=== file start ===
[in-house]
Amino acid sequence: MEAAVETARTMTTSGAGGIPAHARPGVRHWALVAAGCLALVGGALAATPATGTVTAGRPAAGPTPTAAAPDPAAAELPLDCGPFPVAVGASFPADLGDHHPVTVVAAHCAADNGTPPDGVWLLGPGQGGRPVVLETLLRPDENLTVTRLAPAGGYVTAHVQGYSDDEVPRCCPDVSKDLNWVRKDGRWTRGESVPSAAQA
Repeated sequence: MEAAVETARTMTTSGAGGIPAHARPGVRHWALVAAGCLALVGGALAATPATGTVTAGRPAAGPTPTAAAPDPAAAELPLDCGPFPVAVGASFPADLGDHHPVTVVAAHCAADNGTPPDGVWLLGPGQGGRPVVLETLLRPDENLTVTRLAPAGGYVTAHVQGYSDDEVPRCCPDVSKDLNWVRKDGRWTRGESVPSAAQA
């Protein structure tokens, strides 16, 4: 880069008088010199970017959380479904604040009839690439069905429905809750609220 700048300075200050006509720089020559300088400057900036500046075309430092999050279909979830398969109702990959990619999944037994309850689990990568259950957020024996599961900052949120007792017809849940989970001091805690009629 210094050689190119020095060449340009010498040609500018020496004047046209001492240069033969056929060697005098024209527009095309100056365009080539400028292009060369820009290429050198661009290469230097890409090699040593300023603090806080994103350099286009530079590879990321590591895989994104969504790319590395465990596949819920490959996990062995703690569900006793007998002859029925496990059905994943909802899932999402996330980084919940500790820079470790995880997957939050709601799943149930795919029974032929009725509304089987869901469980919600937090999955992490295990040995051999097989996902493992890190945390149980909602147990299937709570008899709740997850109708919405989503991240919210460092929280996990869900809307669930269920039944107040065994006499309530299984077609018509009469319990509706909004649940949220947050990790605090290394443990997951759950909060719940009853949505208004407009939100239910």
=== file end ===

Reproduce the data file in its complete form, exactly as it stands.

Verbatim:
[in-house]
Amino acid sequence: MEAAVETARTMTTSGAGGIPAHARPGVRHWALVAAGCLALVGGALAATPATGTVTAGRPAAGPTPTAAAPDPAAAELPLDCGPFPVAVGASFPADLGDHHPVTVVAAHCAADNGTPPDGVWLLGPGQGGRPVVLETLLRPDENLTVTRLAPAGGYVTAHVQGYSDDEVPRCCPDVSKDLNWVRKDGRWTRGESVPSAAQA
Repeated sequence: MEAAVETARTMTTSGAGGIPAHARPGVRHWALVAAGCLALVGGALAATPATGTVTAGRPAAGPTPTAAAPDPAAAELPLDCGPFPVAVGASFPADLGDHHPVTVVAAHCAADNGTPPDGVWLLGPGQGGRPVVLETLLRPDENLTVTRLAPAGGYVTAHVQGYSDDEVPRCCPDVSKDLNWVRKDGRWTRGESVPSAAQA
């Protein structure tokens, strides 16, 4: 880069008088010199970017959380479904604040009839690439069905429905809750609220 700048300075200050006509720089020559300088400057900036500046075309430092999050279909979830398969109702990959990619999944037994309850689990990568259950957020024996599961900052949120007792017809849940989970001091805690009629 210094050689190119020095060449340009010498040609500018020496004047046209001492240069033969056929060697005098024209527009095309100056365009080539400028292009060369820009290429050198661009290469230097890409090699040593300023603090806080994103350099286009530079590879990321590591895989994104969504790319590395465990596949819920490959996990062995703690569900006793007998002859029925496990059905994943909802899932999402996330980084919940500790820079470790995880997957939050709601799943149930795919029974032929009725509304089987869901469980919600937090999955992490295990040995051999097989996902493992890190945390149980909602147990299937709570008899709740997850109708919405989503991240919210460092929280996990869900809307669930269920039944107040065994006499309530299984077609018509009469319990509706909004649940949220947050990790605090290394443990997951759950909060719940009853949505208004407009939100239910």